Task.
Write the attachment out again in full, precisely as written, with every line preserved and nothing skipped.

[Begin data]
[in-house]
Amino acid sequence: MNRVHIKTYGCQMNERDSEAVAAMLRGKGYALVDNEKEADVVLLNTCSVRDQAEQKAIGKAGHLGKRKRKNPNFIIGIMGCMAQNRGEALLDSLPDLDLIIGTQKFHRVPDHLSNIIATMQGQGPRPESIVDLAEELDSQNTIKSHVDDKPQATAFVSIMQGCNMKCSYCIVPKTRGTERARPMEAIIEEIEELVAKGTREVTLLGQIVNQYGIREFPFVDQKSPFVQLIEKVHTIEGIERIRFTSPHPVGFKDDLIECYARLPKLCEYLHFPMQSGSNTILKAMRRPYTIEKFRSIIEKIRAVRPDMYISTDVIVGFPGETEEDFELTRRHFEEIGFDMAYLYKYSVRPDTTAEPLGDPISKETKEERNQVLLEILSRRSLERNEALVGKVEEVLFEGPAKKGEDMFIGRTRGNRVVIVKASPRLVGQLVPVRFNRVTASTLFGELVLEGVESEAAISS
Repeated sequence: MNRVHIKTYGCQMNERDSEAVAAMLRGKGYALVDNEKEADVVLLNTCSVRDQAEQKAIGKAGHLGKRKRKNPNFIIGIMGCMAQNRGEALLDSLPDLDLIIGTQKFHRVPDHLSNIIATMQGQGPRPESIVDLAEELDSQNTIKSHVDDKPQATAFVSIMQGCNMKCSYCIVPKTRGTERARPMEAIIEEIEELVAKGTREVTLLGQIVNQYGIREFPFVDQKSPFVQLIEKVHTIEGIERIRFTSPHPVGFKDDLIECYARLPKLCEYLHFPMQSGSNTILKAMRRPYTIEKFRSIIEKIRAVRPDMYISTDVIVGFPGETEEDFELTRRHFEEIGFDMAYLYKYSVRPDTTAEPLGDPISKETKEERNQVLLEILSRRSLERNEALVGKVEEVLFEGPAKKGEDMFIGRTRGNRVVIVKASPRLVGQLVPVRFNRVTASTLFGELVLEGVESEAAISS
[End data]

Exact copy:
[in-house]
Amino acid sequence: MNRVHIKTYGCQMNERDSEAVAAMLRGKGYALVDNEKEADVVLLNTCSVRDQAEQKAIGKAGHLGKRKRKNPNFIIGIMGCMAQNRGEALLDSLPDLDLIIGTQKFHRVPDHLSNIIATMQGQGPRPESIVDLAEELDSQNTIKSHVDDKPQATAFVSIMQGCNMKCSYCIVPKTRGTERARPMEAIIEEIEELVAKGTREVTLLGQIVNQYGIREFPFVDQKSPFVQLIEKVHTIEGIERIRFTSPHPVGFKDDLIECYARLPKLCEYLHFPMQSGSNTILKAMRRPYTIEKFRSIIEKIRAVRPDMYISTDVIVGFPGETEEDFELTRRHFEEIGFDMAYLYKYSVRPDTTAEPLGDPISKETKEERNQVLLEILSRRSLERNEALVGKVEEVLFEGPAKKGEDMFIGRTRGNRVVIVKASPRLVGQLVPVRFNRVTASTLFGELVLEGVESEAAISS
Repeated sequence: MNRVHIKTYGCQMNERDSEAVAAMLRGKGYALVDNEKEADVVLLNTCSVRDQAEQKAIGKAGHLGKRKRKNPNFIIGIMGCMAQNRGEALLDSLPDLDLIIGTQKFHRVPDHLSNIIATMQGQGPRPESIVDLAEELDSQNTIKSHVDDKPQATAFVSIMQGCNMKCSYCIVPKTRGTERARPMEAIIEEIEELVAKGTREVTLLGQIVNQYGIREFPFVDQKSPFVQLIEKVHTIEGIERIRFTSPHPVGFKDDLIECYARLPKLCEYLHFPMQSGSNTILKAMRRPYTIEKFRSIIEKIRAVRPDMYISTDVIVGFPGETEEDFELTRRHFEEIGFDMAYLYKYSVRPDTTAEPLGDPISKETKEERNQVLLEILSRRSLERNEALVGKVEEVLFEGPAKKGEDMFIGRTRGNRVVIVKASPRLVGQLVPVRFNRVTASTLFGELVLEGVESEAAISS